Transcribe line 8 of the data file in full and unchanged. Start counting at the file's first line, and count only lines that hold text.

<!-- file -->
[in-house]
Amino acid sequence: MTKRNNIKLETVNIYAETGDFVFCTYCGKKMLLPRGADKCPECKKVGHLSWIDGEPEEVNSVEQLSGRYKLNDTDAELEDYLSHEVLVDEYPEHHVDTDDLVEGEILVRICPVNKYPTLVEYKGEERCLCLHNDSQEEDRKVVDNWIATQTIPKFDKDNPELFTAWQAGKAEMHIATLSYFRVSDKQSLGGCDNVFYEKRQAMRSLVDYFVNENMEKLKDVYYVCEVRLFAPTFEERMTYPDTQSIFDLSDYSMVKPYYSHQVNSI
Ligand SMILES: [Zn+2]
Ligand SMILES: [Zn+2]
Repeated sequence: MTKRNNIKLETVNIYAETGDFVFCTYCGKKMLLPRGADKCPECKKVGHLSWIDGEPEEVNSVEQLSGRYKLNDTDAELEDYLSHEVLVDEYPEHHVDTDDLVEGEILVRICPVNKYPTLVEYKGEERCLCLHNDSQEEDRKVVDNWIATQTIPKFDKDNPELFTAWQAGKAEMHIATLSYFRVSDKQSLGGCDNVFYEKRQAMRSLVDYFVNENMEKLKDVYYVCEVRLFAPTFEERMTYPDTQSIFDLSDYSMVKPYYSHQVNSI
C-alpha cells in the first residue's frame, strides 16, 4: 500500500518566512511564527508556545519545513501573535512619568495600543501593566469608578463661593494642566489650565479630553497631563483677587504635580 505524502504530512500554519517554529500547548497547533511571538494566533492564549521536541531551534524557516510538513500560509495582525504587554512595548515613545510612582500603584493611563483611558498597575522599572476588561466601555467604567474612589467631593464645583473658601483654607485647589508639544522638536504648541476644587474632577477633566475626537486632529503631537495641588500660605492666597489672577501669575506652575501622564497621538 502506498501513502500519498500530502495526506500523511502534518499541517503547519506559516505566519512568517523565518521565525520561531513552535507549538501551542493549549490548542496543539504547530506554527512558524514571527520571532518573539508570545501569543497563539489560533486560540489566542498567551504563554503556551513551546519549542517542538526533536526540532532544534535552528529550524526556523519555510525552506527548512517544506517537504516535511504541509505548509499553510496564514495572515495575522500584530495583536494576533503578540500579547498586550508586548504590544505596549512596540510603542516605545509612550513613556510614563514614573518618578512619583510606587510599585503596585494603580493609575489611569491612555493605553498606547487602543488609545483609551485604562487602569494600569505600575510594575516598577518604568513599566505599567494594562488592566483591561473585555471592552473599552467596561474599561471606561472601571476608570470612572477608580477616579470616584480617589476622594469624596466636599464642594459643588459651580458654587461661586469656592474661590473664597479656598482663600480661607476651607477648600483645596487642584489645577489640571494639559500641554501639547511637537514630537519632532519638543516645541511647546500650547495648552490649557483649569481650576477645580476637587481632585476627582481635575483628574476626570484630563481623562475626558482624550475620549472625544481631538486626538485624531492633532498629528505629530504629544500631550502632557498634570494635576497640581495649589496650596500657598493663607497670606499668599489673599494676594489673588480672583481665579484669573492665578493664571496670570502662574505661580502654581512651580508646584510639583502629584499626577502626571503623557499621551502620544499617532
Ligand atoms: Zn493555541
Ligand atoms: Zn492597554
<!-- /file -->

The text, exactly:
Ligand atoms: Zn492597554